New Film 'Night Moves' Delivers Dangerous Paranoia About Environmentalists

Kelly Reichardt's film centers on a trio of misguided environmentalists who plot to destroy an Oregon dam.

Still from the movie 'Night Moves' starring Jesse Eisenberg
Photo Credit: Tipping Point Productions

What do you call a drama about three misfit environmentalists who float a plot to blow up an Oregon dam? According to director Kelly Reichardt, her nocturnally somber Night Movesis not a movie about “eco-terrorism.” Rather, she innocuously—and unsustainably—labels it a “character film.”

That slippery semantic move is a little like calling Gone With the Wind a weather report instead of a Civil War drama.

I doubt many will need a weatherman to tell which way the box-office winds will blow on Night Moves, which wheezes and gasps for two hours until it finally runs out of hot air.

In a drab, gray Pacific Northwest shaded with sickly green themes, Reichardt and her co-writer Jon Raymond sketch in their scruffy, disgruntled trio: the brooding, tree-hugging farmer Josh (Jesse Eisenberg) growing his anger on a family co-op; his eco-fatalistic teen friend Dena (Dakota Fanning), middle-class drop-out; and Harmon (Peter Sarsgaard), resentful ex-Marine, ex-con and budding Unabomber. For the insufferably laconic Josh, destroying the dam will make people, um, “start thinking,” ranting on about how it’s killing “all the salmon just to run your fucking iPads.”

But none of these characters does much thinking at all, except in a soggy, simple-minded way. That their weapon of choice is a massive fertilizer bomb recoils back to Timothy McVeigh’s horrifically rank right-wing terrorism more than anything sprouting from the Greenpeace playbook.

Blanketed with a foggy indie sensibility,Night Moves barely moves, especially after the prelude, creeping along at a pace that would make maple syrup envious. Long, lingering close-ups of the taciturn yet opaque Josh alternate with agonizingly slow pans across empty landscapes that portentously shout out (“Timber!”) the trio’s rootlessness and alienation. In a movie nearly devoid of political or social acuity regarding the global environmental dilemma, Reichardt instead takes potshots at Josh’s co-op kooks, who spend their down time reading each other’s auras.

For all the cascades of natural vistas, Reichardt seems to see neither the forest nor the trees, just this parched, sensationalized plot. In the clearer light of day, we do witness an otherworldly burial ground of barren tree trunks, marooned by the dam’s reservoir, and there’s also a roundhouse jab at tourists watching The Price is Righton TV in their gas-guzzling Winnebago, totally tuning out the glorious nature outside. But despite these sharp barbs, it’s these misguided malcontents the film tosses head-first into the wood chipper.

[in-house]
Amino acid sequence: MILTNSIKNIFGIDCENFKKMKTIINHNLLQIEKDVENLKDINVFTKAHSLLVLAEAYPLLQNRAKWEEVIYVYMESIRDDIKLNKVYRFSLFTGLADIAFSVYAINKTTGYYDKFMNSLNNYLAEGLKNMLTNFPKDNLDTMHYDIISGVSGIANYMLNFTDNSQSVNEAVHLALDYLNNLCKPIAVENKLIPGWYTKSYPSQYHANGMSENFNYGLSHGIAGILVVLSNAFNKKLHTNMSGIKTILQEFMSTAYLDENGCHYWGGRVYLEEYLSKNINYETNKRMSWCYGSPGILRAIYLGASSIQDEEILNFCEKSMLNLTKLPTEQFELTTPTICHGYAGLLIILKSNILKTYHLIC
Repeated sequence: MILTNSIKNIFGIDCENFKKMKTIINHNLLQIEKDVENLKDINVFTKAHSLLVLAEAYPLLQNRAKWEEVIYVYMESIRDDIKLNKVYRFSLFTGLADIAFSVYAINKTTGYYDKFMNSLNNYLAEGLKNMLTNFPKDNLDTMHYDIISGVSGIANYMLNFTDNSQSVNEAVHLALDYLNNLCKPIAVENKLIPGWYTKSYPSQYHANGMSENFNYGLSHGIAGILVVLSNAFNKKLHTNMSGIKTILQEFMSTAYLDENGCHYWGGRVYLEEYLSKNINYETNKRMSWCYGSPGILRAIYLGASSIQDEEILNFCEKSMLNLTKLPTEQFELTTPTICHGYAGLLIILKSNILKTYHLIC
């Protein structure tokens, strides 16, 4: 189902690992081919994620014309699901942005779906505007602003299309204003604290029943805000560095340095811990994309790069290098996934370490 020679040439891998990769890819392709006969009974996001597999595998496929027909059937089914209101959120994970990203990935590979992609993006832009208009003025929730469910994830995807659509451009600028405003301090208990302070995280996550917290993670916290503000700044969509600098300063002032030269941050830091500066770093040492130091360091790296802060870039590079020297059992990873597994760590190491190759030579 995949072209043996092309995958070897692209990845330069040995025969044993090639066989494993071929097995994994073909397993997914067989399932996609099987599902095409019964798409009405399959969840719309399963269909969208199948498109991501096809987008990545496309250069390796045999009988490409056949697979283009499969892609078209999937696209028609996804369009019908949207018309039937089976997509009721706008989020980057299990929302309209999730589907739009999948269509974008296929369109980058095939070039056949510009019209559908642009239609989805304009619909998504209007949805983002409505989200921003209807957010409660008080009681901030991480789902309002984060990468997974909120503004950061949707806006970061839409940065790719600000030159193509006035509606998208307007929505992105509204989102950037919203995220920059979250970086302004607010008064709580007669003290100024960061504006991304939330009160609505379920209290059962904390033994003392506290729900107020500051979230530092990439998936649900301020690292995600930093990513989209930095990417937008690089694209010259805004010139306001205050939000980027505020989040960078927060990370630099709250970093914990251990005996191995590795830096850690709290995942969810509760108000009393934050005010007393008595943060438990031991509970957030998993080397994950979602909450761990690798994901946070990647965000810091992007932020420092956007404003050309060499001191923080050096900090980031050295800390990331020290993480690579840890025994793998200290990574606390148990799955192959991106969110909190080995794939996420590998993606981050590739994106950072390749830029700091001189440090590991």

With story turns that inch from recklessness to paranoia and betrayal, Night Moves itself betrays a shoddy sense of plot and character. It’s a redwood-long stretch to believe that the eco-savvy millennial Josh lives so off the grid he must schlep down to his local library to tap the Internet. Critically, the trio’s neo-Luddite thinking is so muddled that they fail to fathom any collateral damage from their blow against the hydroelectric empire, a clueless blunder that sucks them into a noirish whirlpool of mistrust and isolation.

No, Josh, Dena and Harmon are emotionally and geographically closer to the Unabomber and Patty Hearst than Johnny Appleseed, murderously putting Earth first over their fellow man. Instead of illuminating their psychology or relationships, Reichardt hovers relentlessly on the outside, grafting in long, banal scenes detailing their sinister procedures. Like the old saw says, the audience for Night Moves is treated like mushrooms—fed manure and kept largely in the dark.

Thomas Delapa is a film critic who has written for the Chicago Tribune and AlterNet. He teaches film at the University of Denver.

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